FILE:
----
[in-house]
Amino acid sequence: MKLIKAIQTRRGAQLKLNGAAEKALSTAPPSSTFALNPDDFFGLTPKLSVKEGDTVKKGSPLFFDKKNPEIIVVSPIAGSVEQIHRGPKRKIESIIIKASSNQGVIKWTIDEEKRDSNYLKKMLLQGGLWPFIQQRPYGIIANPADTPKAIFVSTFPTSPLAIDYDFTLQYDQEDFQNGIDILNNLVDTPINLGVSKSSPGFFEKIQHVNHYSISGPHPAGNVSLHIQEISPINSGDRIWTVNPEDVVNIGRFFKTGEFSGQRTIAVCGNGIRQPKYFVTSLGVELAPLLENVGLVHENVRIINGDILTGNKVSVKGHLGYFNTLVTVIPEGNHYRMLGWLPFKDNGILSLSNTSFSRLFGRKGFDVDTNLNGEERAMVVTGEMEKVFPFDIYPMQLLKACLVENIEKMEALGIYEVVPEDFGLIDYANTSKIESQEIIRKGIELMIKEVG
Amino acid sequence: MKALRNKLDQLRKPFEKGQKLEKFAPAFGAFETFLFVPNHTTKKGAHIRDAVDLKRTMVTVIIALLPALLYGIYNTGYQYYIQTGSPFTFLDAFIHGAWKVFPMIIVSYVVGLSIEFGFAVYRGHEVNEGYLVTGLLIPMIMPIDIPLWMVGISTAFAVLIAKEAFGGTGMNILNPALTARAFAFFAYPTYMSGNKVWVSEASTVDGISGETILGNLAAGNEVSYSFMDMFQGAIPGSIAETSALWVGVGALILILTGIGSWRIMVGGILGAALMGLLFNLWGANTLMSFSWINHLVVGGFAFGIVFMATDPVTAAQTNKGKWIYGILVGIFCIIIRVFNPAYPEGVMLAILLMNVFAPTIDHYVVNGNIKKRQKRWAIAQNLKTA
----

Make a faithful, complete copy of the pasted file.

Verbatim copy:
[in-house]
Amino acid sequence: MKLIKAIQTRRGAQLKLNGAAEKALSTAPPSSTFALNPDDFFGLTPKLSVKEGDTVKKGSPLFFDKKNPEIIVVSPIAGSVEQIHRGPKRKIESIIIKASSNQGVIKWTIDEEKRDSNYLKKMLLQGGLWPFIQQRPYGIIANPADTPKAIFVSTFPTSPLAIDYDFTLQYDQEDFQNGIDILNNLVDTPINLGVSKSSPGFFEKIQHVNHYSISGPHPAGNVSLHIQEISPINSGDRIWTVNPEDVVNIGRFFKTGEFSGQRTIAVCGNGIRQPKYFVTSLGVELAPLLENVGLVHENVRIINGDILTGNKVSVKGHLGYFNTLVTVIPEGNHYRMLGWLPFKDNGILSLSNTSFSRLFGRKGFDVDTNLNGEERAMVVTGEMEKVFPFDIYPMQLLKACLVENIEKMEALGIYEVVPEDFGLIDYANTSKIESQEIIRKGIELMIKEVG
Amino acid sequence: MKALRNKLDQLRKPFEKGQKLEKFAPAFGAFETFLFVPNHTTKKGAHIRDAVDLKRTMVTVIIALLPALLYGIYNTGYQYYIQTGSPFTFLDAFIHGAWKVFPMIIVSYVVGLSIEFGFAVYRGHEVNEGYLVTGLLIPMIMPIDIPLWMVGISTAFAVLIAKEAFGGTGMNILNPALTARAFAFFAYPTYMSGNKVWVSEASTVDGISGETILGNLAAGNEVSYSFMDMFQGAIPGSIAETSALWVGVGALILILTGIGSWRIMVGGILGAALMGLLFNLWGANTLMSFSWINHLVVGGFAFGIVFMATDPVTAAQTNKGKWIYGILVGIFCIIIRVFNPAYPEGVMLAILLMNVFAPTIDHYVVNGNIKKRQKRWAIAQNLKTA